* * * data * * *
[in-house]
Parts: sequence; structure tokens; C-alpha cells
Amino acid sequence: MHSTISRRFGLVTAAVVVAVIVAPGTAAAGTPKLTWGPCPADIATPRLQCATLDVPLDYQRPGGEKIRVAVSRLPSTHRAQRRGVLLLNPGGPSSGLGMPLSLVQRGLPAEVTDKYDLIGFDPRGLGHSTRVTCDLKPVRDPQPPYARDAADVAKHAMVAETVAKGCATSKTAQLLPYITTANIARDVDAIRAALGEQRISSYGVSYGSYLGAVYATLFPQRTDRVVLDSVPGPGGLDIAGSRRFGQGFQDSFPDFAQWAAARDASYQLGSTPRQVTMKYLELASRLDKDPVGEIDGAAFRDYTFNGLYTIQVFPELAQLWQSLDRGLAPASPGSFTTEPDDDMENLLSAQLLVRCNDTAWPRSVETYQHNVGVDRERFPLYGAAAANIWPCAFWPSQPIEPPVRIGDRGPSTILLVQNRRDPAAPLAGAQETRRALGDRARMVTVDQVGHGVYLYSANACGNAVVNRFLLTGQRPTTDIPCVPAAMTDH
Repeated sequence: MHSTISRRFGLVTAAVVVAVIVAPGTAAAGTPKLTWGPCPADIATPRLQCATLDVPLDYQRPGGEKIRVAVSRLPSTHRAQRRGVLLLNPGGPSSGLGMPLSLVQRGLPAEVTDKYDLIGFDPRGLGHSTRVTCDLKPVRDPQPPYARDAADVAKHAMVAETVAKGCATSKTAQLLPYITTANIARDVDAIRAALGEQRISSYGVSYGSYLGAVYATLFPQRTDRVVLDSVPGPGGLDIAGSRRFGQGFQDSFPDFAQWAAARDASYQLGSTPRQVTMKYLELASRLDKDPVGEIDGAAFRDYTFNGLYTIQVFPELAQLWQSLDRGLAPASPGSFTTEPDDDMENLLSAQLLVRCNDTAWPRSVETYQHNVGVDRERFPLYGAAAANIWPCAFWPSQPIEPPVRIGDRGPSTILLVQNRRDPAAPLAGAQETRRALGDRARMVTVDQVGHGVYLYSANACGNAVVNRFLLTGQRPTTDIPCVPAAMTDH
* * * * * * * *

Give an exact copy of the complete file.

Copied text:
[in-house]
Parts: sequence; structure tokens; C-alpha cells
Amino acid sequence: MHSTISRRFGLVTAAVVVAVIVAPGTAAAGTPKLTWGPCPADIATPRLQCATLDVPLDYQRPGGEKIRVAVSRLPSTHRAQRRGVLLLNPGGPSSGLGMPLSLVQRGLPAEVTDKYDLIGFDPRGLGHSTRVTCDLKPVRDPQPPYARDAADVAKHAMVAETVAKGCATSKTAQLLPYITTANIARDVDAIRAALGEQRISSYGVSYGSYLGAVYATLFPQRTDRVVLDSVPGPGGLDIAGSRRFGQGFQDSFPDFAQWAAARDASYQLGSTPRQVTMKYLELASRLDKDPVGEIDGAAFRDYTFNGLYTIQVFPELAQLWQSLDRGLAPASPGSFTTEPDDDMENLLSAQLLVRCNDTAWPRSVETYQHNVGVDRERFPLYGAAAANIWPCAFWPSQPIEPPVRIGDRGPSTILLVQNRRDPAAPLAGAQETRRALGDRARMVTVDQVGHGVYLYSANACGNAVVNRFLLTGQRPTTDIPCVPAAMTDH
Repeated sequence: MHSTISRRFGLVTAAVVVAVIVAPGTAAAGTPKLTWGPCPADIATPRLQCATLDVPLDYQRPGGEKIRVAVSRLPSTHRAQRRGVLLLNPGGPSSGLGMPLSLVQRGLPAEVTDKYDLIGFDPRGLGHSTRVTCDLKPVRDPQPPYARDAADVAKHAMVAETVAKGCATSKTAQLLPYITTANIARDVDAIRAALGEQRISSYGVSYGSYLGAVYATLFPQRTDRVVLDSVPGPGGLDIAGSRRFGQGFQDSFPDFAQWAAARDASYQLGSTPRQVTMKYLELASRLDKDPVGEIDGAAFRDYTFNGLYTIQVFPELAQLWQSLDRGLAPASPGSFTTEPDDDMENLLSAQLLVRCNDTAWPRSVETYQHNVGVDRERFPLYGAAAANIWPCAFWPSQPIEPPVRIGDRGPSTILLVQNRRDPAAPLAGAQETRRALGDRARMVTVDQVGHGVYLYSANACGNAVVNRFLLTGQRPTTDIPCVPAAMTDH